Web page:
The words we use

This has little or nothing to do with the outdoors, but maybe you’ve noticed, people are constantly making up new words and expressions. Trouble is, some of my favorites are being forgotten and abused.


I can’t recall the last time I heard anyone say “skedaddle,” which means to leave quickly. Words that describe something or someone good, impressive or attractive are being used less and less, words such as “top notch,” “jim-dandy,” “humdinger,” “lalapalooza” and “doozy.”

There’s some argument about the origin of “doozy,” but there’s no doubt about it being used more after the Duesenberg brothers of Des Moines, Iowa, began making the fastest, grandest, most expensive automobiles in the world. Purchased by the rich and famous in the 1920s and 1930s, the Duesenberg became a symbol for excellence. By the 1940s, anyone who wanted to say something was exceptional said, “It’s a Doozy.” A shrinking number of us still do.

There was a time when if something was less than satisfactory, it was said to be “hunky-dory,” a word that’s been shunted aside by the limp-wristed “OK.”

When I was a kid, taking my 15-cents and going to see western movies at Saturday afternoon matinees, my heroes often referred to the bad guys as “owl hoots.” It’s been years since I heard an evil-doer called an owl hoot. The owl hoot has left the scene, along with the codger, the card sharp and the floozie.

A good owl hoot could be counted upon to “hoodwink,” “hornswoggle” and “bamboozle” people out of their gold claims and other valuables. If all else failed, he’d “bushwack” or “drygulch” them, attack them from ambush. An owl hoot was often in “cahoots” with others of his kind, conspiring to hornswoggle someone out of something. When caught, they’d either be shot, hanged or sent to the “hoosegow,” the prison. Vile deeds and their perpetrators continue to exist in vast numbers, but some of the words we once used to describe them are now as rare as horse whips and spittoons.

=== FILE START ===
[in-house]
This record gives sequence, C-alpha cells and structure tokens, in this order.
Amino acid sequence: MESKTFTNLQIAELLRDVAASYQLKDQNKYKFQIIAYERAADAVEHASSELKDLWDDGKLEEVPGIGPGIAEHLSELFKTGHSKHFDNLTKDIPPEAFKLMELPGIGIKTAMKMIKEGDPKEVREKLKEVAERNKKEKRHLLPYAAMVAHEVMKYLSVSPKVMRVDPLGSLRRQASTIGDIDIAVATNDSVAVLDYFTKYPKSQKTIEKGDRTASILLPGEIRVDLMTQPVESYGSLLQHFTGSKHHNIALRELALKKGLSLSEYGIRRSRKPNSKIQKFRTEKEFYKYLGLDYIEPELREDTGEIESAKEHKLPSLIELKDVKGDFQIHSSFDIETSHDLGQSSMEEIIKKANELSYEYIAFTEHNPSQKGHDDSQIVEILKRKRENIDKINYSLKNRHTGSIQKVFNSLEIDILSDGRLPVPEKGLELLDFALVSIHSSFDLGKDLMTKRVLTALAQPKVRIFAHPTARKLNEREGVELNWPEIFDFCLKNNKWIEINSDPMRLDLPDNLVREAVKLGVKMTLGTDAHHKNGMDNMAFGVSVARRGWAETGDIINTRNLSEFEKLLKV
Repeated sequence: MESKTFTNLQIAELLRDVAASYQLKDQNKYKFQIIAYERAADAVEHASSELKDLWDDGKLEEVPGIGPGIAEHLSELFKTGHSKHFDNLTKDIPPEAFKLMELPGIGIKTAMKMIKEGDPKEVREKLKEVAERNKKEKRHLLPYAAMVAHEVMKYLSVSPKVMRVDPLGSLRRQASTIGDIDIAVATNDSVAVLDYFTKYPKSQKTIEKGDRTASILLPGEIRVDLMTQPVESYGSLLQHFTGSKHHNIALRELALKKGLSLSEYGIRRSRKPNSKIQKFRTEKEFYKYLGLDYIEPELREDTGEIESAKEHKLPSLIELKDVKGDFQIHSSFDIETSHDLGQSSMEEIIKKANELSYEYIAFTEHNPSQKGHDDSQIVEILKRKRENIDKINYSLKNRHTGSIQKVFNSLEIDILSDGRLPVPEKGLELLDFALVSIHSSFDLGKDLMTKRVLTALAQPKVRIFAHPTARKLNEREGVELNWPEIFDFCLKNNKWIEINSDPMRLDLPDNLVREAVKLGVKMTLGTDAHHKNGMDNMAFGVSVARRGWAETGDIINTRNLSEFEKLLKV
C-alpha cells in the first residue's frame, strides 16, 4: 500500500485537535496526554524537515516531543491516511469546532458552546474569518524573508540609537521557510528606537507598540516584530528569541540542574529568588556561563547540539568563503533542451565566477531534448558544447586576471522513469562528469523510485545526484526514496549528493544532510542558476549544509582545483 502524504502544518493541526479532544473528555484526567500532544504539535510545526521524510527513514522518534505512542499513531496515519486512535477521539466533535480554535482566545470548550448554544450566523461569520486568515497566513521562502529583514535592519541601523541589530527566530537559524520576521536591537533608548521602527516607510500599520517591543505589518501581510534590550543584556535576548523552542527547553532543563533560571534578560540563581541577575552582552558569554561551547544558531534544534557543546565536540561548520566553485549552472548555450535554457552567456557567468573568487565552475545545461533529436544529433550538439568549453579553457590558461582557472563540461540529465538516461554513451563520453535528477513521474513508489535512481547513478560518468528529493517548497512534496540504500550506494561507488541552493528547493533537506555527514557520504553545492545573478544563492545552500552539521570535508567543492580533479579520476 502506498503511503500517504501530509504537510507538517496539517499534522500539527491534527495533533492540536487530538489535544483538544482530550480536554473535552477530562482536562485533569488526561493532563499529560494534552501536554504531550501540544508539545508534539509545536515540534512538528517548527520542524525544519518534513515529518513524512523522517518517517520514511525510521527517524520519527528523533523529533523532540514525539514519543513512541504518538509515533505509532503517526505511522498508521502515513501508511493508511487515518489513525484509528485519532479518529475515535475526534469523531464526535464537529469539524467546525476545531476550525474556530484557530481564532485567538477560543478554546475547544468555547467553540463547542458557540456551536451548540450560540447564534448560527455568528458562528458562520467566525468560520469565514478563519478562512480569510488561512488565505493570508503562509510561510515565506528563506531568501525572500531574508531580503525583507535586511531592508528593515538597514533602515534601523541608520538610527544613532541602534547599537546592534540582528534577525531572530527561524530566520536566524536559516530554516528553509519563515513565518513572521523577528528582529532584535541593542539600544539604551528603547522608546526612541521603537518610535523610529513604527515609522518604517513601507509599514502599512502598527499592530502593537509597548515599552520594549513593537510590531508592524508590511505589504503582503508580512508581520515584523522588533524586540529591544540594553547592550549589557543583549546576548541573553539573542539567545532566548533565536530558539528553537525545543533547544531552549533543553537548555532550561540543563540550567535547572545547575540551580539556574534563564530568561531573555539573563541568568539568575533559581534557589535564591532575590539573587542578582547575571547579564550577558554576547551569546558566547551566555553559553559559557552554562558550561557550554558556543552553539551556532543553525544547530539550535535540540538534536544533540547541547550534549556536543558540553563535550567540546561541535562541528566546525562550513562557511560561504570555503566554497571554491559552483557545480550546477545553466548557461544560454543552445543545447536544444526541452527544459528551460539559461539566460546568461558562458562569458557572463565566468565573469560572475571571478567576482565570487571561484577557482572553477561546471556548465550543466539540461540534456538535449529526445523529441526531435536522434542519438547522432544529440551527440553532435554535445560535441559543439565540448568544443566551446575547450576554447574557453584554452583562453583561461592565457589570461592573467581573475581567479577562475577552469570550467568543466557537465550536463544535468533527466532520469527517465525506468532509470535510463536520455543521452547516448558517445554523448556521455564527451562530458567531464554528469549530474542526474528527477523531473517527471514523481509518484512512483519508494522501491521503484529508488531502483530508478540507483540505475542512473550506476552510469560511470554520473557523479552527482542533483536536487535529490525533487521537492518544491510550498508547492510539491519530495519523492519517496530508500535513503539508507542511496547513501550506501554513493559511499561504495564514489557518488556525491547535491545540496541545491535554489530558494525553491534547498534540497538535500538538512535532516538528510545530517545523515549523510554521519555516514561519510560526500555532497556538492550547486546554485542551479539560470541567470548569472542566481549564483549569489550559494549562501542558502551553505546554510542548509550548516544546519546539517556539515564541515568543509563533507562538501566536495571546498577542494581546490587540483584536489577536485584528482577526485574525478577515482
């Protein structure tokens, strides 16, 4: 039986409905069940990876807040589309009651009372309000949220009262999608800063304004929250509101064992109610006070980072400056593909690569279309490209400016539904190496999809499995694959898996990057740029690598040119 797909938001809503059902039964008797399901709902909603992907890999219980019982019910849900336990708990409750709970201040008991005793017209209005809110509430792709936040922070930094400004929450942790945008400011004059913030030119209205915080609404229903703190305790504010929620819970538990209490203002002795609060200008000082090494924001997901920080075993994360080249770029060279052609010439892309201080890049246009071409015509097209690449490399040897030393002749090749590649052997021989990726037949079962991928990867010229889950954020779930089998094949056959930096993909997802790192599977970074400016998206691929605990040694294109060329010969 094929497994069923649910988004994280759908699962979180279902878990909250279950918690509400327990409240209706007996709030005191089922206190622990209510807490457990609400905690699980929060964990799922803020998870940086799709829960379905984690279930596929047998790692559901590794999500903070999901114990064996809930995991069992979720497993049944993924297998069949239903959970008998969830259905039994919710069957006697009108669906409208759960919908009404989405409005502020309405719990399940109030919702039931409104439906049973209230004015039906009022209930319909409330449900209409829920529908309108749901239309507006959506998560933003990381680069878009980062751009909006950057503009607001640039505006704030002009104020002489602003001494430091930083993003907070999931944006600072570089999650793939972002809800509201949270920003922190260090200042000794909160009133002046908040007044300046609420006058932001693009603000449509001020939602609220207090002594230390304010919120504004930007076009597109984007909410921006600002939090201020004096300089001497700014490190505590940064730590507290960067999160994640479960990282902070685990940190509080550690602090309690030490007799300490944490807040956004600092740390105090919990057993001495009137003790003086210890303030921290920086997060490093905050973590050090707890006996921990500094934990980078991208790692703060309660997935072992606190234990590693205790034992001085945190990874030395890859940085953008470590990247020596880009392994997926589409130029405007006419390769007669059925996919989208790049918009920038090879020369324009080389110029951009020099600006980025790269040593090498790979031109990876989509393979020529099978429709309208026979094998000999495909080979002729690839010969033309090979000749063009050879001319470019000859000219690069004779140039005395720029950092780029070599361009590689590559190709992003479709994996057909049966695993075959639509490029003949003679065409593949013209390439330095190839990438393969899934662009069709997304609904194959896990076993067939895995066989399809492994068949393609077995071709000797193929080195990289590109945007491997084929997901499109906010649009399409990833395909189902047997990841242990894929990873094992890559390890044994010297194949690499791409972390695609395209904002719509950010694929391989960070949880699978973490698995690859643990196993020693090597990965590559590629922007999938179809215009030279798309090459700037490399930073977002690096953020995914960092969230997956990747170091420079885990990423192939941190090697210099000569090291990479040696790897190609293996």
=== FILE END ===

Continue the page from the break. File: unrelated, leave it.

There’s lots of “tomfoolery” these days, but few people now use this great word to describe foolish behavior. There was a time when if you “smirched” someone, you brought them disgrace and dishonor. I’m reasonably sure that people are still out there smirching and being smirched, but now we’re calling it something else.

Like words, some real doozies of expressions are fading from use. “Champing at the bit” doesn’t get much play anymore, nor does “the whole kit and caboodle.” “Flying off the handle” has been shoved aside by “going postal.” To make matters worse, expression abuse has become epidemic. Twice on the Clarion’s Web site I’ve seen “tongue and cheek” used instead of “tongue in cheek.”

When we lived closer to the land, the use of animals in our expressions was common. When did you last hear “go whole hog,” or “hold your horses”? When was the last time someone “got your goat”?

I remember my father, a mechanic for most of his working life, talking about this or that “going haywire.” We rarely hear this expression, which probably came into use about a century ago, when baling wire began to be used to for temporarily fixing faulty machinery. I’ve never used “haywire,” which just goes to show how a good word can fall out of use.

My father spent a large chunk of his life sailing and cruising on Puget Sound. When the water was rough, he’d say it was “rough as a cob.” Unless you grew up on a farm in a time and place where toilet paper was unavailable, you’d have no way of knowing what it meant, let alone how rough a cob actually is. I haven’t heard anyone say “rough as a cob” since the Old Man died.

I’m just one voice, but I intend to do what I can to ensure that the good words and expressions live on. That they are dying out really gets my goat.

Les Palmer can be reached at